Teacher’s Mind : Academic cheats deserve heavier punishments

By now, it is clear that the much anticipated 2010 FIFA World Cup is close to an end. At the academic front, the second school term for both primary and secondary school is also in its last weeks. 

By now, it is clear that the much anticipated 2010 FIFA World Cup is close to an end. At the academic front, the second school term for both primary and secondary school is also in its last weeks. 

At the end of the school term learners are tested on what they have learnt through examinations. In almost similar fashion, at intervals of four years, FIFA the football governing body tests the best footballers with the World Cup tournament aimed at finding out which country in the world has the best team. 

Both footballers and students spend long periods of time preparing for these events. Preparations here will always involve the same format of learning and mastering what is learnt through constant practice (training). 

One thing that both students and footballers have to learn well are the rules and regulations that govern examinations and football respectively. Breach of these rules will always lead to punishment.

The degree of importance attached to an event often lures people to go and try the short cut and cheat in order to achieve the much sought success. 

A student who is aware of the existence of government sponsorship at the university may be drawn to cheating.

Both footballers and students will quickly take advantage of the blind side of the referee and assistant referee or the examination invigilators to indulge in all sorts of malpractices.

The whole of Africa saw how the Uruguayan striker, Luis Suarez handled the ball on the goal line, effectively blocking a clearly goal-bound shot that would have seen Ghana make history as the first African team to reach the semi finals of the World Cup.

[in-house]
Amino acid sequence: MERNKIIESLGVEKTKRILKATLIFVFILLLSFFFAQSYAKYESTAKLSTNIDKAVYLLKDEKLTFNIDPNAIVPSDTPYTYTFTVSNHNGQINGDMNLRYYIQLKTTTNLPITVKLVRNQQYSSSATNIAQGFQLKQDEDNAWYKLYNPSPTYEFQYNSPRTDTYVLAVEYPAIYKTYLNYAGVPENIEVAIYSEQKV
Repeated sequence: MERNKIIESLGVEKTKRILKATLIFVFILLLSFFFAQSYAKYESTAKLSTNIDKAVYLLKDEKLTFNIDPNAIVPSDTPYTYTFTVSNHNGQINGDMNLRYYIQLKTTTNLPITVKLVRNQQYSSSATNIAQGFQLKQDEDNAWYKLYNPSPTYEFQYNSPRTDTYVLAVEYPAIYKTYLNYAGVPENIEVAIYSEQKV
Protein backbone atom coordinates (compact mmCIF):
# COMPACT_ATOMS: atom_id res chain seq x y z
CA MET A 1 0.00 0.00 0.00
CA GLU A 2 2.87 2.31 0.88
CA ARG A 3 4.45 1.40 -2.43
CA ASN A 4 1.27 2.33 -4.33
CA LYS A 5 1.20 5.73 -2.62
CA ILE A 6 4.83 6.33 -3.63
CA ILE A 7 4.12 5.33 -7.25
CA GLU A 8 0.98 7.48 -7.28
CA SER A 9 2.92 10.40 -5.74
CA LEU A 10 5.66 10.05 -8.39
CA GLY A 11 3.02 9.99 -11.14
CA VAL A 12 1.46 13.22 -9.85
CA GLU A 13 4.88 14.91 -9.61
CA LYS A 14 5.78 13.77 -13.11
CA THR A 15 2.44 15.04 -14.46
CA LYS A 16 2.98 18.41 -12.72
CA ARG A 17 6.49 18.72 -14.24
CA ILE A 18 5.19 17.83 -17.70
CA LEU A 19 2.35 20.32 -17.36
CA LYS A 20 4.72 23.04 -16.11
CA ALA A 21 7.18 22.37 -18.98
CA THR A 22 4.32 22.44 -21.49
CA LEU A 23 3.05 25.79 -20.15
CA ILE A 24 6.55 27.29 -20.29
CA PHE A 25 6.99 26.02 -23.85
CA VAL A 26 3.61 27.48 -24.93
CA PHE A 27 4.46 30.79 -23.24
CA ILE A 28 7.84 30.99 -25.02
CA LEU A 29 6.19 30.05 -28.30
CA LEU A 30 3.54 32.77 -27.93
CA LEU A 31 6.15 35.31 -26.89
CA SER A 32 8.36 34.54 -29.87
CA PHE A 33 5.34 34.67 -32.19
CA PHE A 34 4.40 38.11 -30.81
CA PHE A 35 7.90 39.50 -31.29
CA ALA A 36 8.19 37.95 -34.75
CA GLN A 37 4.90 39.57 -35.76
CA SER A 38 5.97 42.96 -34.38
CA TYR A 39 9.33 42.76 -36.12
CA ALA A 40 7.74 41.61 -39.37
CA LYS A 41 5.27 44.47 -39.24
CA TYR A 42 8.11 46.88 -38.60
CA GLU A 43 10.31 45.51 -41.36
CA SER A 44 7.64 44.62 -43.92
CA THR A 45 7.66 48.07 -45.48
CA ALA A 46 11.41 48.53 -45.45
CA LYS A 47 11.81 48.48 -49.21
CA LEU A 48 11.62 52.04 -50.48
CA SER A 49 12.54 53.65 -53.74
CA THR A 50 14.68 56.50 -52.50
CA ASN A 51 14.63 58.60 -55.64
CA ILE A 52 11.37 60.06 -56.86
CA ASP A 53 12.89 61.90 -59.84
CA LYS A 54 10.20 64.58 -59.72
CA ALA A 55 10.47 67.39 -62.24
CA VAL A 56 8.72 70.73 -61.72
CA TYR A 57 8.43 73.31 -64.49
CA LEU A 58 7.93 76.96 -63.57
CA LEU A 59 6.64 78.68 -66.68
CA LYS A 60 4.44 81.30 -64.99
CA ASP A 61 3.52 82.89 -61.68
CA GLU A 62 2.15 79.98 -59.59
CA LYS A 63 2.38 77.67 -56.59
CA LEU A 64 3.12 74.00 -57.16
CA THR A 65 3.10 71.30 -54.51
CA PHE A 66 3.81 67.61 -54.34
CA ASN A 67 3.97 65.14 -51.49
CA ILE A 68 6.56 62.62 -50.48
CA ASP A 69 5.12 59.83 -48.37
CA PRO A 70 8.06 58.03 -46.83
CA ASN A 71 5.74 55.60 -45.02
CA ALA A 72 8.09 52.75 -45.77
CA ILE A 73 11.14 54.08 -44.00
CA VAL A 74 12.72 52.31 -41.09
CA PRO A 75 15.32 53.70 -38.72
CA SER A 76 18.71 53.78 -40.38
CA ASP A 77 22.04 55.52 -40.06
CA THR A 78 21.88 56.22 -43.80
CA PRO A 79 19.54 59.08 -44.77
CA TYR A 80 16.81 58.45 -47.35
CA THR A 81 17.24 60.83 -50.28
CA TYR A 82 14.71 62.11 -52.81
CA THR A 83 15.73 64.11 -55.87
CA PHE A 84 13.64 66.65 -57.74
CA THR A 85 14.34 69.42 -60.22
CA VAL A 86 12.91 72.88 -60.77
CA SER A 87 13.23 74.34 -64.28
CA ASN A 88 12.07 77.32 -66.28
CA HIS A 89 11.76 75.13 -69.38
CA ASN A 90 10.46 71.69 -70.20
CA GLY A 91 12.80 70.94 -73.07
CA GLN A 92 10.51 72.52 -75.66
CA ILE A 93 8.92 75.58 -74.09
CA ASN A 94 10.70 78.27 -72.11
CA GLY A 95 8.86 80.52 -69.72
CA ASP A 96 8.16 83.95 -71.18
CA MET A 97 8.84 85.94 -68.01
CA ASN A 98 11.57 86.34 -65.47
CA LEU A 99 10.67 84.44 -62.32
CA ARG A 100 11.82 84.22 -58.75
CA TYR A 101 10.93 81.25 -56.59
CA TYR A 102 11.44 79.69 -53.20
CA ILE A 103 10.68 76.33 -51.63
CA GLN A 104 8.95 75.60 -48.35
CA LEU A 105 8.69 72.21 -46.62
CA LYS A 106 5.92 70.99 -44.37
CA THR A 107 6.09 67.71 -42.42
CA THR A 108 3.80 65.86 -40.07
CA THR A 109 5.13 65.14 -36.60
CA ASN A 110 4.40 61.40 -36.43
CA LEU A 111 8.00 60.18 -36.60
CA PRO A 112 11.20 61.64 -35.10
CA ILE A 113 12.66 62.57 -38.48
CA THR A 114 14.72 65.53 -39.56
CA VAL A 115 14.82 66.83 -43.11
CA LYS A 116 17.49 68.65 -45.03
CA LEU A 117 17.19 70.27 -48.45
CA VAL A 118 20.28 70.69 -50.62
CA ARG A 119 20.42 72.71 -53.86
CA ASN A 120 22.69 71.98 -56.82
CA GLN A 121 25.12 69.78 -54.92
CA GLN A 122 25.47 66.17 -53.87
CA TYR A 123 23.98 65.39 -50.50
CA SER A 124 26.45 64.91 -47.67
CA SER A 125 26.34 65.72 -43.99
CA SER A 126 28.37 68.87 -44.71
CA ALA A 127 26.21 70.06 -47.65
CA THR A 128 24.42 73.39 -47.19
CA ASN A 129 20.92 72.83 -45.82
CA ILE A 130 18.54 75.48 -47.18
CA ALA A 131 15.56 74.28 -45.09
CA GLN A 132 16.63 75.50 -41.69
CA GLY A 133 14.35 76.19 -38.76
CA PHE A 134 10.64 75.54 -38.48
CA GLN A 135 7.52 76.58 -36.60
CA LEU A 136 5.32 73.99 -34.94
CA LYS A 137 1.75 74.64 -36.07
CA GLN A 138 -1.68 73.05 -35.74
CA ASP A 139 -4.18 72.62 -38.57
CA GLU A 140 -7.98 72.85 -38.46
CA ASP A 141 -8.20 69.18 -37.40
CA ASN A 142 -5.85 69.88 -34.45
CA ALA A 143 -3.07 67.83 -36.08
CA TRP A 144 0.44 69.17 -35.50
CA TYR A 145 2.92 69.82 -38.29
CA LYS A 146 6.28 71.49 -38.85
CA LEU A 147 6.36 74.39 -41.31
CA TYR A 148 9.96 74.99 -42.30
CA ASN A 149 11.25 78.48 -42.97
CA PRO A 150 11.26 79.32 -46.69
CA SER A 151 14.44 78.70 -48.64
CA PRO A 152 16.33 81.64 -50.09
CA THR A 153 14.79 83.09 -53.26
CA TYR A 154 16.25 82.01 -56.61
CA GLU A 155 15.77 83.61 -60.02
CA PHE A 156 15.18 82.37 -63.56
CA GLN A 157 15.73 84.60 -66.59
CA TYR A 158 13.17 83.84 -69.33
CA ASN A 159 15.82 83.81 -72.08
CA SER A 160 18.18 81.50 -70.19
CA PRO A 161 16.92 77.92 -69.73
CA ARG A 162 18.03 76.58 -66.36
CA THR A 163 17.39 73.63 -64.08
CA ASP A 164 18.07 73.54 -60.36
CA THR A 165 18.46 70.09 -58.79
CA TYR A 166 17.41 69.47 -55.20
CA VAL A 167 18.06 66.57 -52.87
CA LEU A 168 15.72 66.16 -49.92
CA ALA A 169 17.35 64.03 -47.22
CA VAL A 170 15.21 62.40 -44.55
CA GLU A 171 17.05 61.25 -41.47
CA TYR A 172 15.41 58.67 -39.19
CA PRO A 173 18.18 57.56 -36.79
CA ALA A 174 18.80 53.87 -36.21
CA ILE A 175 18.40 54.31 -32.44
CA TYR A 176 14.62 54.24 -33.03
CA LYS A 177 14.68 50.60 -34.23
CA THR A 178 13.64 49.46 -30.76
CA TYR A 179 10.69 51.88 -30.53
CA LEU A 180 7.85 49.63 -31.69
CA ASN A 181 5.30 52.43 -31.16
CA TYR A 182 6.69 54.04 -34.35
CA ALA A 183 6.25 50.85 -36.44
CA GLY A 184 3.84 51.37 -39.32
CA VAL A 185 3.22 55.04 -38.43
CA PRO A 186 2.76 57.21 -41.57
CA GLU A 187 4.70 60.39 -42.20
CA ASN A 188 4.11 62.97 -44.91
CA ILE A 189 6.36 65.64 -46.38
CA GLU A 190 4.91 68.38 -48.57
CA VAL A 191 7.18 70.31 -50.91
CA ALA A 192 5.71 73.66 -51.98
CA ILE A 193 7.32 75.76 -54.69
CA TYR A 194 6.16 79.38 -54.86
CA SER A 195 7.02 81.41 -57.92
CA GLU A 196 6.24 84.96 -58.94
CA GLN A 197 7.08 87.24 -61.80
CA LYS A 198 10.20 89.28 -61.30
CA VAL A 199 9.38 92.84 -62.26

Suarez was not the first, in 1986 Diego Maradona scored with his hand and just recently Thierry Henry’s handball against Ireland helped the French team to qualify for the World Cup at the painful expense of the Irish. 

My assessment would be that the light punishments given by FIFA have led to rise in cheating by footballers. It is now common to see handballs, nasty tackles and gross pretence from players wishing to benefit from a penalty after the slightest touch.

I am sure that if FIFA had a rule banning a footballer who handles a ball in the goal line from playing ever again, Suarez would not have dared to touch that ball.

But he knew that the worst punishment would still be a red card and a penalty. FIFA even refused to extend his ban beyond one match yet it was clearly against the spirit of the game and an affront to FIFA’s fair play campaign.

The same disease seems to be eating up the education sector. With light punishments being given to students caught cheating, the vice has increased to levels that put the honest ones at great disadvantage.

I know of universities that give a one year ban to cheating students. In the developed world this would simply amount to a gap year or a break for one to have a holiday or pursue something else before resuming studies. On the contrary, Makerere University is known for offering a lifetime ban to anyone caught cheating.

Some secondary and primary school teachers just deduct a mere ten marks from a cheating student. This soft punishment technically means that an exam cheat can score as high as 90 percent without using his head!

Harsh punishments do not completely rid the school system of cheats but they do a great job of deterrence. Cheating is greatly reduced if harsh punishments are in store. In my secondary school cheating always led to an automatic expulsion.

Let’s remember that cheating students will most likely turn into corrupt people in future. 


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